In the remarkable Canadian study they were able to move people out of poverty. But within a society you need to look at relative income (also social position or social status). In other words, where are we in relation to other people. So just because the poor are now less poor, the wealthy may also have also increased their wealth (as in the case of the USA). It is the difference of seeing where one is in the economic hierarchy, that is to say, seeing where one is compared to other people that causes the harmful effect of economic inequality.

From a posting on the website,

Re: Let us know what you think about Wilkinson's video?
Post by Jessica, Sun Aug 12, 2018 4:10 pm
Wow! Try to wrap you mind around this concept, "Why society might be more stable if we had more poverty and less inequality."

This is from a Vox article, Income inequality is changing how we think, live, and die, by By Sean Jun 14, 2018. ... in-america

Researcher Keith Payne has found something surprising: When people flying coach are forced to walk past the pampered first-class flyers in the front of the plane, the likelihood of some sort of air rage incident rises sharply.

In his 2017 book The Broken Ladder, Payne, a social psychologist at the University of North Carolina, argues that humans are hardwired to notice relative differences. When we're reminded that we're poorer or less powerful than others, we become less healthy, more angry, and more politically polarized.

What people underappreciate is how having extreme inequality driven by the high end of wealth also causes trouble for society and for people's well-being. Poverty is a related but separate problem. The presence of extreme inequality destabilizes a society in ways that are hard to understand but absolutely devastating.

The perception of inequality around us has a couple of different effects. One is that it makes the average person feel poorer, [in] comparison to those who have more. And the second is that it raises our expectations. It raises our standards for what we think it is to be normal. Now, that all seems very subjective, but when you perceive yourself as poor compared to other people, that sets off a chain of events that translates into physical outcomes.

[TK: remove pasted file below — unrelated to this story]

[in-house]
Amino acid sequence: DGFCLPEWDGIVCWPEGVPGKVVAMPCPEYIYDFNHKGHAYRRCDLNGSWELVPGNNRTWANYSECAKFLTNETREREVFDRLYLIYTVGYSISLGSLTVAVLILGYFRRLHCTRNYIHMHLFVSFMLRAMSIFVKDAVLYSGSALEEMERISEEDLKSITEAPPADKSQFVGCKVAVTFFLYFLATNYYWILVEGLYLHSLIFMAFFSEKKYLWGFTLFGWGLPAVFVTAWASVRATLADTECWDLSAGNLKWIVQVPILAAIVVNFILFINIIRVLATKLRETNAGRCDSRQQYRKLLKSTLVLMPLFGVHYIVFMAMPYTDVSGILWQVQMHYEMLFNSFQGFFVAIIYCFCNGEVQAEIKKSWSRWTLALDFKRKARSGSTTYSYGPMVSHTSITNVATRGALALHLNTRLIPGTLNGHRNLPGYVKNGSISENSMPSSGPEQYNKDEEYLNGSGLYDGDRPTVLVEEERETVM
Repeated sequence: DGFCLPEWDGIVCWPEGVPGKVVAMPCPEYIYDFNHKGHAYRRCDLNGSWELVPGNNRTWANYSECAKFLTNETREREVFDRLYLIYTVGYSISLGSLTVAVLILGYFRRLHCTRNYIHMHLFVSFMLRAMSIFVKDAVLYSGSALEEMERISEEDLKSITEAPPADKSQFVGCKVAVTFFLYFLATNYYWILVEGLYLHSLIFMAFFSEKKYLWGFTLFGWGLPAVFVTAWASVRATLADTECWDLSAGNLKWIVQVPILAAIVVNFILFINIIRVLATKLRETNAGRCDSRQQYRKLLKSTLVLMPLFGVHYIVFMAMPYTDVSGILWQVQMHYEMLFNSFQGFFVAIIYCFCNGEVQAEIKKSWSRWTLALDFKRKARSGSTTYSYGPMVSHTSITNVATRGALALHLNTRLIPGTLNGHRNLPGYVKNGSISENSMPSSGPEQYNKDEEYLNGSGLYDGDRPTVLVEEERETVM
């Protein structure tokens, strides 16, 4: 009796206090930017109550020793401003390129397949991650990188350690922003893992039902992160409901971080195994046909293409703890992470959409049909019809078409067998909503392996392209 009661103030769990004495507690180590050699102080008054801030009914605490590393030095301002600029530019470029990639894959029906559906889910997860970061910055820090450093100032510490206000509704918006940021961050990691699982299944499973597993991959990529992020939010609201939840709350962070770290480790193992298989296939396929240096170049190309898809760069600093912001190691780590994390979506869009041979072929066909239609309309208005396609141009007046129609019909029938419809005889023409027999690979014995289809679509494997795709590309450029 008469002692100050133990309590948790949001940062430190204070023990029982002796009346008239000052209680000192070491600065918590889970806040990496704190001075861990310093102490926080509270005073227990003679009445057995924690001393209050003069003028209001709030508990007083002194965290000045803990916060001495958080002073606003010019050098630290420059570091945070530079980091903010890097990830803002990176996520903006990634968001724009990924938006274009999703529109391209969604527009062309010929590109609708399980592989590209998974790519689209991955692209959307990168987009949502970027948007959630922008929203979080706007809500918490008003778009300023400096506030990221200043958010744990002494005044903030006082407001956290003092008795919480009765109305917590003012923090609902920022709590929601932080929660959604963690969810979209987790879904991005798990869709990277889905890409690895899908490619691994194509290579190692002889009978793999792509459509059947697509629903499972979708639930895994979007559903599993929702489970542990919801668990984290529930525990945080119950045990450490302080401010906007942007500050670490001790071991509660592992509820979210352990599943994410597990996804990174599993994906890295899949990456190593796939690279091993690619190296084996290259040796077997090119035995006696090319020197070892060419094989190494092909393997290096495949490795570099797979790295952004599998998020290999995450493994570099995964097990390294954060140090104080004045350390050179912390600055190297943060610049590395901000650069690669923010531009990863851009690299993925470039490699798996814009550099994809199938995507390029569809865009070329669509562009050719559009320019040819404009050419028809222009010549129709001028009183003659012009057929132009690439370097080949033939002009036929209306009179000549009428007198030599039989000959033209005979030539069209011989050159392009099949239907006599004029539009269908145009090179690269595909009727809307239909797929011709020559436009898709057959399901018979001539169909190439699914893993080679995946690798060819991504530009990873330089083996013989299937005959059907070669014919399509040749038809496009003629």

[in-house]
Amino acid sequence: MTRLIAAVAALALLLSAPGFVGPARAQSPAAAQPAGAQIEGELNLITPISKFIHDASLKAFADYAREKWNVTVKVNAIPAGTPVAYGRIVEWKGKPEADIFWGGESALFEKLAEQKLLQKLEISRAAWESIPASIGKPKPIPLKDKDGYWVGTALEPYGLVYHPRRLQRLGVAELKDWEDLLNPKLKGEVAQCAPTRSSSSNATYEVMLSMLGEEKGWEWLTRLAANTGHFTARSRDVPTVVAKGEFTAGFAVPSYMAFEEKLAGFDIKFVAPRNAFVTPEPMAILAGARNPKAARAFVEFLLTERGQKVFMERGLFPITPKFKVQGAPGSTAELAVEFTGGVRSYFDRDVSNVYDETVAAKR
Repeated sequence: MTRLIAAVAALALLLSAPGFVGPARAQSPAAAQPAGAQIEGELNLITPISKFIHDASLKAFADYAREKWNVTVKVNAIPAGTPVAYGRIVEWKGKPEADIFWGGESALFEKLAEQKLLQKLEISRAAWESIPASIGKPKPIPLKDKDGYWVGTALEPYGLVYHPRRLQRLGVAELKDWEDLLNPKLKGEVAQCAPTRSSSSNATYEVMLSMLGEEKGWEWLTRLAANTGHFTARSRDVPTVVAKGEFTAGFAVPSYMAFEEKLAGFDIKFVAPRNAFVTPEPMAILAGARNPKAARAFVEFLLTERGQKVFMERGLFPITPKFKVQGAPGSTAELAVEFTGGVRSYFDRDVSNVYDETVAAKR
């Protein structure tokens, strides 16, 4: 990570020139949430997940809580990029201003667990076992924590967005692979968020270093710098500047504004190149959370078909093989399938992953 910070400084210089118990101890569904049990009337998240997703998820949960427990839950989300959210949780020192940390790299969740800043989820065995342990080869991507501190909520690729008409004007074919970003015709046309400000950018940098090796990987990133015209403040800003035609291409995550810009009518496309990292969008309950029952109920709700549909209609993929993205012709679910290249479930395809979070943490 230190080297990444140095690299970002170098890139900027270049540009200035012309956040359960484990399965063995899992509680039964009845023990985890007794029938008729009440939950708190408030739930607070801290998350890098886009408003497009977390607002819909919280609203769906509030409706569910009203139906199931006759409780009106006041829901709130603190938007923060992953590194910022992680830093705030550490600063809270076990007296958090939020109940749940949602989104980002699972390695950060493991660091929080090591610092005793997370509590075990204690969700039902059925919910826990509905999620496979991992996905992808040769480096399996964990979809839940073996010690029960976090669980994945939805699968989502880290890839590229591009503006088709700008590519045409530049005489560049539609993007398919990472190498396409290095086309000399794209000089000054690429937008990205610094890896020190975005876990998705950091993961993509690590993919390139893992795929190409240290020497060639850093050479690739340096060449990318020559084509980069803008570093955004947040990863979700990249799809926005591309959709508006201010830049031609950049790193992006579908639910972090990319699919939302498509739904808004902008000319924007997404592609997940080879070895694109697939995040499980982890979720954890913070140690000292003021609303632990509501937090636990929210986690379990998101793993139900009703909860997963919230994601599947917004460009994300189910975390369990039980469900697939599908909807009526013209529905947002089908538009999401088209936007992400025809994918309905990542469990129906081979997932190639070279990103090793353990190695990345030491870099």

The article's author then presented the following question to the social psychologist and here is the exchange below,

Sean Illing

Do you think we would be healthier and happier if we had more poverty and less inequality?
Keith Payne

I think there's a case to be made that trading off some measures of wealth, like the gross domestic product, would be worth it for the benefits that come with reduced inequality. The problem now isn't that there's too much wealth; it's that nearly all of the increases are going to the wealthiest members of society.

This really drives home the counter-intuitive impact of economic inequality. In other words, individuals may be impoverished but if there is less of an economic inequality gradient, there is the possibility they can be healthier physically, psychologically, and have a more functional society. Perhaps this explains some of the reports I have read where some of the less wealthy countries have a higher ranking on happiness and contentment reports than more wealthy countries.